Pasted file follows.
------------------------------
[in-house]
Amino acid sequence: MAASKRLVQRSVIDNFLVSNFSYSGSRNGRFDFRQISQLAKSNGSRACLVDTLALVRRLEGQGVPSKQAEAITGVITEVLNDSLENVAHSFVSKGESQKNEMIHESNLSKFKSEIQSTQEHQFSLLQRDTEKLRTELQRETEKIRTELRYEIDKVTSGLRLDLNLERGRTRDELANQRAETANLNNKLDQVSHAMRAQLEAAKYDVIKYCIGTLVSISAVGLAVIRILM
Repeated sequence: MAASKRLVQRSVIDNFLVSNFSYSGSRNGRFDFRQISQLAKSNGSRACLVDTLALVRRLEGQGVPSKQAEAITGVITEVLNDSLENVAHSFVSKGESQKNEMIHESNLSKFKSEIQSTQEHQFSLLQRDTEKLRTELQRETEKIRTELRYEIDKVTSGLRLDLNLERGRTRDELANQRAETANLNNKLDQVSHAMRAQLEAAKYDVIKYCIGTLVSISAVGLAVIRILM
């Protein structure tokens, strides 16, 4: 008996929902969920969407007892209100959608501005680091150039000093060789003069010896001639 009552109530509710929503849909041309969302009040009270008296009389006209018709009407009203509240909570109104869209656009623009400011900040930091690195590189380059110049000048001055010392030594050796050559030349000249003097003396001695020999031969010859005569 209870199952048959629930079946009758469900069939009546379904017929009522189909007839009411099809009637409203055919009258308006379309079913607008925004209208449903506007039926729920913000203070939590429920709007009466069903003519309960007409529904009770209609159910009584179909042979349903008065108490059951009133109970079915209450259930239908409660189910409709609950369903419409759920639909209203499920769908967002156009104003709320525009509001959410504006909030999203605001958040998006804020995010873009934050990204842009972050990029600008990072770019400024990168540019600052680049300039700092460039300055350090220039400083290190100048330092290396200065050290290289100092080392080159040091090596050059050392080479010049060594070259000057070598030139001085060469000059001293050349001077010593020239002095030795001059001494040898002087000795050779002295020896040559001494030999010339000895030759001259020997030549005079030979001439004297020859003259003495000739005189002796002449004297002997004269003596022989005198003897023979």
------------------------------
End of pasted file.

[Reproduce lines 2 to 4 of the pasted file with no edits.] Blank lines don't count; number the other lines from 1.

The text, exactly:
Amino acid sequence: MAASKRLVQRSVIDNFLVSNFSYSGSRNGRFDFRQISQLAKSNGSRACLVDTLALVRRLEGQGVPSKQAEAITGVITEVLNDSLENVAHSFVSKGESQKNEMIHESNLSKFKSEIQSTQEHQFSLLQRDTEKLRTELQRETEKIRTELRYEIDKVTSGLRLDLNLERGRTRDELANQRAETANLNNKLDQVSHAMRAQLEAAKYDVIKYCIGTLVSISAVGLAVIRILM
Repeated sequence: MAASKRLVQRSVIDNFLVSNFSYSGSRNGRFDFRQISQLAKSNGSRACLVDTLALVRRLEGQGVPSKQAEAITGVITEVLNDSLENVAHSFVSKGESQKNEMIHESNLSKFKSEIQSTQEHQFSLLQRDTEKLRTELQRETEKIRTELRYEIDKVTSGLRLDLNLERGRTRDELANQRAETANLNNKLDQVSHAMRAQLEAAKYDVIKYCIGTLVSISAVGLAVIRILM
């Protein structure tokens, strides 16, 4: 008996929902969920969407007892209100959608501005680091150039000093060789003069010896001639 009552109530509710929503849909041309969302009040009270008296009389006209018709009407009203509240909570109104869209656009623009400011900040930091690195590189380059110049000048001055010392030594050796050559030349000249003097003396001695020999031969010859005569 209870199952048959629930079946009758469900069939009546379904017929009522189909007839009411099809009637409203055919009258308006379309079913607008925004209208449903506007039926729920913000203070939590429920709007009466069903003519309960007409529904009770209609159910009584179909042979349903008065108490059951009133109970079915209450259930239908409660189910409709609950369903419409759920639909209203499920769908967002156009104003709320525009509001959410504006909030999203605001958040998006804020995010873009934050990204842009972050990029600008990072770019400024990168540019600052680049300039700092460039300055350090220039400083290190100048330092290396200065050290290289100092080392080159040091090596050059050392080479010049060594070259000057070598030139001085060469000059001293050349001077010593020239002095030795001059001494040898002087000795050779002295020896040559001494030999010339000895030759001259020997030549005079030979001439004297020859003259003495000739005189002796002449004297002997004269003596022989005198003897023979």